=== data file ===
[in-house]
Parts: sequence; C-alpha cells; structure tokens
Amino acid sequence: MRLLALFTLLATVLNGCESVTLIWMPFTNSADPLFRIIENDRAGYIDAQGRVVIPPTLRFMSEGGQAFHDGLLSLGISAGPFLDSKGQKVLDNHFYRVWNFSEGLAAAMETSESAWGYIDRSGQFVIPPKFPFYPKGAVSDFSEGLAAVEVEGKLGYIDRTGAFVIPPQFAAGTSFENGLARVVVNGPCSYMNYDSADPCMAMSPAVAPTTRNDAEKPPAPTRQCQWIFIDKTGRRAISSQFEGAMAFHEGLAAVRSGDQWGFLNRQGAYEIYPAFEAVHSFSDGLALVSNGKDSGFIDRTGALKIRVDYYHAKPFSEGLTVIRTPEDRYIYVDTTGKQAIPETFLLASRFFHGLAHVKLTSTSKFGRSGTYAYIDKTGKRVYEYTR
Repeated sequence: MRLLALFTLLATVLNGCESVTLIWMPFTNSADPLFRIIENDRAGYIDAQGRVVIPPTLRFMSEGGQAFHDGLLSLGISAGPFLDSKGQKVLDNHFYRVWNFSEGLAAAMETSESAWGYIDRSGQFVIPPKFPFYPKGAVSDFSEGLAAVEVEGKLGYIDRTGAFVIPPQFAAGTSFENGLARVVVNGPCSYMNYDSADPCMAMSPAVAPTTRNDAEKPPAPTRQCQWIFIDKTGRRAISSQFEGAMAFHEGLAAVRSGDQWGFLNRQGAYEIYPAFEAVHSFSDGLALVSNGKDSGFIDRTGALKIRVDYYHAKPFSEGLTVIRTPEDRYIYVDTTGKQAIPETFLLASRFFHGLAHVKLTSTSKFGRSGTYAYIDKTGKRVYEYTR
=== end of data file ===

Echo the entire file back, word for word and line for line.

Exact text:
[in-house]
Parts: sequence; C-alpha cells; structure tokens
Amino acid sequence: MRLLALFTLLATVLNGCESVTLIWMPFTNSADPLFRIIENDRAGYIDAQGRVVIPPTLRFMSEGGQAFHDGLLSLGISAGPFLDSKGQKVLDNHFYRVWNFSEGLAAAMETSESAWGYIDRSGQFVIPPKFPFYPKGAVSDFSEGLAAVEVEGKLGYIDRTGAFVIPPQFAAGTSFENGLARVVVNGPCSYMNYDSADPCMAMSPAVAPTTRNDAEKPPAPTRQCQWIFIDKTGRRAISSQFEGAMAFHEGLAAVRSGDQWGFLNRQGAYEIYPAFEAVHSFSDGLALVSNGKDSGFIDRTGALKIRVDYYHAKPFSEGLTVIRTPEDRYIYVDTTGKQAIPETFLLASRFFHGLAHVKLTSTSKFGRSGTYAYIDKTGKRVYEYTR
Repeated sequence: MRLLALFTLLATVLNGCESVTLIWMPFTNSADPLFRIIENDRAGYIDAQGRVVIPPTLRFMSEGGQAFHDGLLSLGISAGPFLDSKGQKVLDNHFYRVWNFSEGLAAAMETSESAWGYIDRSGQFVIPPKFPFYPKGAVSDFSEGLAAVEVEGKLGYIDRTGAFVIPPQFAAGTSFENGLARVVVNGPCSYMNYDSADPCMAMSPAVAPTTRNDAEKPPAPTRQCQWIFIDKTGRRAISSQFEGAMAFHEGLAAVRSGDQWGFLNRQGAYEIYPAFEAVHSFSDGLALVSNGKDSGFIDRTGALKIRVDYYHAKPFSEGLTVIRTPEDRYIYVDTTGKQAIPETFLLASRFFHGLAHVKLTSTSKFGRSGTYAYIDKTGKRVYEYTR